Cultures with a “pay your dues” mentality may not be appealing to younger candidates. Unfortunately, we’ve still got a lot of those in the building industry, and I’m sure there are many in the business world at large. Younger workers were raised to believe they are special. They want to feel as though their comments and opinions are being heard right away. They won’t join a company where they feel their unique and special contributions are not welcomed from the start. Companies with internal mentoring programs, or specialized corporate universities, have much better hiring and retention rates than those that rely on traditional, old-fashioned training programs.

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Certain companies in our industry may not be aware of the current shift in the workplace toward a more balanced life, and they are slowly losing the ability to compete for the best and the brightest in the younger work-force. This can be particularly important if the company is trying to hire more women, as many building and construction companies are. We’re dealing with a workforce that often no longer wants to work 10-hour days and is not as interested in climbing the corporate ladder. For Generation Y workers in particular, balance is the most important aspect of their lives. A company that regularly expects 50- or 60-hour workweeks may not be able to compete against a company that has flexible schedules, or that offers a chance to work from home.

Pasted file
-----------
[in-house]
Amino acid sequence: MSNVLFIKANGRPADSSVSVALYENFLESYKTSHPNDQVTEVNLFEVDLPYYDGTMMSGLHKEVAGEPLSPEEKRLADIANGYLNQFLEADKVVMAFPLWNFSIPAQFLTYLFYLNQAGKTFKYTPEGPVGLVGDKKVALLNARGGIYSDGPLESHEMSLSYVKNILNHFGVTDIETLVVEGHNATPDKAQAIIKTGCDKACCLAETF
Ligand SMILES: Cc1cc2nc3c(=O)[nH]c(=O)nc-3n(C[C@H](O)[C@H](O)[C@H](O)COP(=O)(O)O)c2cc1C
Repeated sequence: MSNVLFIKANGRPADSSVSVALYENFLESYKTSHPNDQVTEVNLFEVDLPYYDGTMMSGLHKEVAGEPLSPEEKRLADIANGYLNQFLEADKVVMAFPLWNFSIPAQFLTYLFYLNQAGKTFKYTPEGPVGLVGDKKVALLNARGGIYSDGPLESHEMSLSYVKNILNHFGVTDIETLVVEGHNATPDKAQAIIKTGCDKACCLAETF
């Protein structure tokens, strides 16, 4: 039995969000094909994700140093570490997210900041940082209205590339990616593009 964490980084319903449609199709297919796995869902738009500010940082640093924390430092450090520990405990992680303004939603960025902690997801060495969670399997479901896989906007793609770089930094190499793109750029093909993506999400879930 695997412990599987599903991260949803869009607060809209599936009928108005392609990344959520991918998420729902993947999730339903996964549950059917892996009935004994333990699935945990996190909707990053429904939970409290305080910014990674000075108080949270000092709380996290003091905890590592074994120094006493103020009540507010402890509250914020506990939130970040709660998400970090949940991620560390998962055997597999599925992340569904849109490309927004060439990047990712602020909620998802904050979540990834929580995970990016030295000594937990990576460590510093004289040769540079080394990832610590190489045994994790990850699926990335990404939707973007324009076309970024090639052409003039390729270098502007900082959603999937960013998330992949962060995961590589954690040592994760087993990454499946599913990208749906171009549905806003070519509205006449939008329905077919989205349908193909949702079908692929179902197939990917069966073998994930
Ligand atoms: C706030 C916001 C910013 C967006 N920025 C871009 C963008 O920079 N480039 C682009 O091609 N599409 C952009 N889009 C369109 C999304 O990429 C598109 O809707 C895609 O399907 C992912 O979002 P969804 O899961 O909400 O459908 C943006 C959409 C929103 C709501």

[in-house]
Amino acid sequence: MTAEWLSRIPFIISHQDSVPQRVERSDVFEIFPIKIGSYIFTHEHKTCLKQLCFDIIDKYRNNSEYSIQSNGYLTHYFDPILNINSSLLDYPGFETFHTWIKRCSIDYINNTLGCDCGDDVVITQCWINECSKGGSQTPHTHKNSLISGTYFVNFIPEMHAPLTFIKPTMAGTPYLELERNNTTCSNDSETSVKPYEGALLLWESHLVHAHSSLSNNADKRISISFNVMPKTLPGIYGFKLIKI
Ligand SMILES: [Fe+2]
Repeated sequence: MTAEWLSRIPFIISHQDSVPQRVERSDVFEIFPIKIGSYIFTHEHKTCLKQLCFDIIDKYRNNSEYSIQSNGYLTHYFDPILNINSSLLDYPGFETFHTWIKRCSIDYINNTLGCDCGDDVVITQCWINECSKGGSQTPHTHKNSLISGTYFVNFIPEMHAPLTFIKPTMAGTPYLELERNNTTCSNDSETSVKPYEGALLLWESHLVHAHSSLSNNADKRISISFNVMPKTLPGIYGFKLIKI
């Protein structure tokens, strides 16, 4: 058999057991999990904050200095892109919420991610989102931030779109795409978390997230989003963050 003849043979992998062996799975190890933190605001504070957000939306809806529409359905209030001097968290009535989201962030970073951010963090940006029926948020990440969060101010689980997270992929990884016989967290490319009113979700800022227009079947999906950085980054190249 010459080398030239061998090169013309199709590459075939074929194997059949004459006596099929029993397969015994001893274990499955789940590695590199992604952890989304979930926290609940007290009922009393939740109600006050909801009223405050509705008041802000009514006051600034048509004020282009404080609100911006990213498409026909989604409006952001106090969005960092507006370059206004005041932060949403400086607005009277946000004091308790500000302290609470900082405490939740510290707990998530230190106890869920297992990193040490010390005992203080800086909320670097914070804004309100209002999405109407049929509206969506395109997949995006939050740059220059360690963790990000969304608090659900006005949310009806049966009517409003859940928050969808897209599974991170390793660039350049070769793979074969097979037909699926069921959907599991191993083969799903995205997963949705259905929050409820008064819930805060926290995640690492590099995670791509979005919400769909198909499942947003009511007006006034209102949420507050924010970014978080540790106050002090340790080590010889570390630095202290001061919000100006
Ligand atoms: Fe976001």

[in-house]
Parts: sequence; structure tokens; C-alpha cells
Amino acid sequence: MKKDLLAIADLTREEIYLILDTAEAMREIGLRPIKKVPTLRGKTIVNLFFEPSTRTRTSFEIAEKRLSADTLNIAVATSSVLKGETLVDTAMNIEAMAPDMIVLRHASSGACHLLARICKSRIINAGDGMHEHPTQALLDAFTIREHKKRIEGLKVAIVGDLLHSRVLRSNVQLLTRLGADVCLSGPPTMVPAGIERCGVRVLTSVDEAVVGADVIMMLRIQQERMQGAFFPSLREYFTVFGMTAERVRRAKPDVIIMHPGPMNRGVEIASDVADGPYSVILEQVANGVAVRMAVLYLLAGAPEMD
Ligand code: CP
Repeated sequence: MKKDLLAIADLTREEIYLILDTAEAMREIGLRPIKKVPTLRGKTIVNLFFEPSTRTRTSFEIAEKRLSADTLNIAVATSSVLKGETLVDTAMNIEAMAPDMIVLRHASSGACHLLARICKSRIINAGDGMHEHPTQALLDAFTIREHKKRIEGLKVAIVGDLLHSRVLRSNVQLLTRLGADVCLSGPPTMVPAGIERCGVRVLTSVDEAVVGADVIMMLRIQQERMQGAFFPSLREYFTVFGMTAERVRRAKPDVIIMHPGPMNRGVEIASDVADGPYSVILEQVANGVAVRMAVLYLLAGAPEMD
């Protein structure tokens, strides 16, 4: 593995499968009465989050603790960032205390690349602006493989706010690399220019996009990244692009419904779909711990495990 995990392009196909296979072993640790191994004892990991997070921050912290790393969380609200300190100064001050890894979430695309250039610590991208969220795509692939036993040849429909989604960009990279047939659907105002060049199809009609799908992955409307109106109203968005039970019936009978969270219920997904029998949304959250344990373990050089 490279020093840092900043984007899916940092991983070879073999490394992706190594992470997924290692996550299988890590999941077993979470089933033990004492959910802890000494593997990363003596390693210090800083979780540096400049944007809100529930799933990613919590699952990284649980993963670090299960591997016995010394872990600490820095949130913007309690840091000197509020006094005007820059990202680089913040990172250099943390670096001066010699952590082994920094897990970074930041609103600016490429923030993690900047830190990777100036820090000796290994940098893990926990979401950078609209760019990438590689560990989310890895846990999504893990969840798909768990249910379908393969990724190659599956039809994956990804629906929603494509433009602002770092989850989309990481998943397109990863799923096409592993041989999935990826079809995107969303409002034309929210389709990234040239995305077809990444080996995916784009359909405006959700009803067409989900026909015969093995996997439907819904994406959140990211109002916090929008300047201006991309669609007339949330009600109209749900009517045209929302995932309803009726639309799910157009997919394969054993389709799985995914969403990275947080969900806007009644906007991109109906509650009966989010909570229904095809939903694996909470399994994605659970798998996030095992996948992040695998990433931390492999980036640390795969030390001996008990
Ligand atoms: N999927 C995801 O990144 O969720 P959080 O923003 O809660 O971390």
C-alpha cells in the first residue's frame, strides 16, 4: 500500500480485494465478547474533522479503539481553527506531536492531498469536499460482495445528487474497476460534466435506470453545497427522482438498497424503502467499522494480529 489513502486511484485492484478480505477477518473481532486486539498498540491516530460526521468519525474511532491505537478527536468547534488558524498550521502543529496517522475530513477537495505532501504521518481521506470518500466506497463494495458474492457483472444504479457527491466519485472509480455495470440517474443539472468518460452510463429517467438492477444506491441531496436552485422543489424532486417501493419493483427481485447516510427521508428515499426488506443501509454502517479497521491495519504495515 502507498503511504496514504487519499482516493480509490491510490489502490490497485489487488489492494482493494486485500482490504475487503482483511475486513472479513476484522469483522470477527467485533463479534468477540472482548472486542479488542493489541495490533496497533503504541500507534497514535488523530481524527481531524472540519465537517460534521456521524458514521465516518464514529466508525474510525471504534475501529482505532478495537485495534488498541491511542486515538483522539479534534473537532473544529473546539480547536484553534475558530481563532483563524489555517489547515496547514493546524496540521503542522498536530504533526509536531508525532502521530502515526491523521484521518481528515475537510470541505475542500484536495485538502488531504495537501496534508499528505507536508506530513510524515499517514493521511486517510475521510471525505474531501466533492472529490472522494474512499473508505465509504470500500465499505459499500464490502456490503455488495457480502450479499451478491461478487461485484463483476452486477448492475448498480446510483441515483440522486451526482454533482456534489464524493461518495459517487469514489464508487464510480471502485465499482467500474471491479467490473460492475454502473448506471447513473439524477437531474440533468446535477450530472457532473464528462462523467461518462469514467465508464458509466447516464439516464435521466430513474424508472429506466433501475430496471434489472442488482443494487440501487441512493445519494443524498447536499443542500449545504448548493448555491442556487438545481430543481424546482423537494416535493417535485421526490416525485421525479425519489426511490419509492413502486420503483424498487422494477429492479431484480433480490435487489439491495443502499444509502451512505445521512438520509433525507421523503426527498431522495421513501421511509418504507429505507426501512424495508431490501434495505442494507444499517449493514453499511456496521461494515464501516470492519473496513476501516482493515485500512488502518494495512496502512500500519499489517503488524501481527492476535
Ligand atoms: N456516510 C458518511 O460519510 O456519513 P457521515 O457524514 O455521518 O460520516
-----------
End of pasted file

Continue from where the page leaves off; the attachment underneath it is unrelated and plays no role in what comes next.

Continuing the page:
Another thing that happens when you consider clients from a holistic perspective is that you may find some you wouldn’t normally have considered. A good example is our client United Subcontractors, Inc. Granted, it’s the construction services industry, which is not exactly viewed as forward thinking or exciting. But within United Subcontractors there is a passion for the industry, a set of values that really contributes to employee development, and a commitment to professionalism that speaks to the younger generations. I know if I can get a candidate to that first interview, they’re hooked. There are many, many great companies out there where candidates leave interviews feeling excited and motivated to learn more about the opportunities.

One other note to leave you with. We all know that as recruiters, we live on referrals. The clients you send your candidates to directly affect your overall credibility in the marketplace, and ultimately your brand as a professional recruit-ing firm. When you choose clients based on intangible assets as well as traditional ones, you build your recruiter equity. Candidates feel that you really understand what they want. Take a step back and really look at your clients from a holistic perspective. What you find may surprise you. Use culture, value, and purpose as qualifiers, and in the long run, your results may surprise you even more.

Rikka Brandon is the president and founder of Building Resources, an international recruiting firm that focuses exclusively on recruiting for the building industry. For more info on Rikka and Building Resources, visit www.buildingresources.biz.